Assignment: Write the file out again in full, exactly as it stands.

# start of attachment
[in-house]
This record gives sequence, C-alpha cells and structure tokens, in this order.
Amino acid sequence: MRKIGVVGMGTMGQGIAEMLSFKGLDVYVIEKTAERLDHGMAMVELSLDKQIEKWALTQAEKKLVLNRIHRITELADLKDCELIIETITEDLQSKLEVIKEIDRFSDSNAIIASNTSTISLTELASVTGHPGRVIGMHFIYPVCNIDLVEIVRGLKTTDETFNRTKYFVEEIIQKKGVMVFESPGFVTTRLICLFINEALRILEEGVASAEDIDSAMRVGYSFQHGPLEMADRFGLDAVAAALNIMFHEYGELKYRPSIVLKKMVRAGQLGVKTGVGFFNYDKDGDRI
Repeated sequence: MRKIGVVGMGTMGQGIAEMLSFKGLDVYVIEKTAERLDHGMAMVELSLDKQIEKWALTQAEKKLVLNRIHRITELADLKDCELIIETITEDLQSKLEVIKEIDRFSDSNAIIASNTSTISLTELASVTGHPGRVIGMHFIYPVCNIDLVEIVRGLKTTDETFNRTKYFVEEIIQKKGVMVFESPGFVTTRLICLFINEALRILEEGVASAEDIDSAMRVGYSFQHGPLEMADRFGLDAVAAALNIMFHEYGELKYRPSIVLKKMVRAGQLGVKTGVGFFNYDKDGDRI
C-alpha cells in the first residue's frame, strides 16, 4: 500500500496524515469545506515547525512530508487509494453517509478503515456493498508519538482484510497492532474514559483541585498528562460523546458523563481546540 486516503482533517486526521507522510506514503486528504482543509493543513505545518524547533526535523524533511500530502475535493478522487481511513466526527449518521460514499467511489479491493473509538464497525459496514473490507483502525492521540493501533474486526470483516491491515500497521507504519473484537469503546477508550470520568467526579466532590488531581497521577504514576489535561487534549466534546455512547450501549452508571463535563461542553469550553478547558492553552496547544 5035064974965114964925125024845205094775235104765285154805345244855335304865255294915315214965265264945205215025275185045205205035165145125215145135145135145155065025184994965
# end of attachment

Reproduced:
[in-house]
This record gives sequence, C-alpha cells and structure tokens, in this order.
Amino acid sequence: MRKIGVVGMGTMGQGIAEMLSFKGLDVYVIEKTAERLDHGMAMVELSLDKQIEKWALTQAEKKLVLNRIHRITELADLKDCELIIETITEDLQSKLEVIKEIDRFSDSNAIIASNTSTISLTELASVTGHPGRVIGMHFIYPVCNIDLVEIVRGLKTTDETFNRTKYFVEEIIQKKGVMVFESPGFVTTRLICLFINEALRILEEGVASAEDIDSAMRVGYSFQHGPLEMADRFGLDAVAAALNIMFHEYGELKYRPSIVLKKMVRAGQLGVKTGVGFFNYDKDGDRI
Repeated sequence: MRKIGVVGMGTMGQGIAEMLSFKGLDVYVIEKTAERLDHGMAMVELSLDKQIEKWALTQAEKKLVLNRIHRITELADLKDCELIIETITEDLQSKLEVIKEIDRFSDSNAIIASNTSTISLTELASVTGHPGRVIGMHFIYPVCNIDLVEIVRGLKTTDETFNRTKYFVEEIIQKKGVMVFESPGFVTTRLICLFINEALRILEEGVASAEDIDSAMRVGYSFQHGPLEMADRFGLDAVAAALNIMFHEYGELKYRPSIVLKKMVRAGQLGVKTGVGFFNYDKDGDRI
C-alpha cells in the first residue's frame, strides 16, 4: 500500500496524515469545506515547525512530508487509494453517509478503515456493498508519538482484510497492532474514559483541585498528562460523546458523563481546540 486516503482533517486526521507522510506514503486528504482543509493543513505545518524547533526535523524533511500530502475535493478522487481511513466526527449518521460514499467511489479491493473509538464497525459496514473490507483502525492521540493501533474486526470483516491491515500497521507504519473484537469503546477508550470520568467526579466532590488531581497521577504514576489535561487534549466534546455512547450501549452508571463535563461542553469550553478547558492553552496547544 5035064974965114964925125024845205094775235104765285154805345244855335304865255294915315214965265264945205215025275185045205205035165145125215145135145135145155065025184994965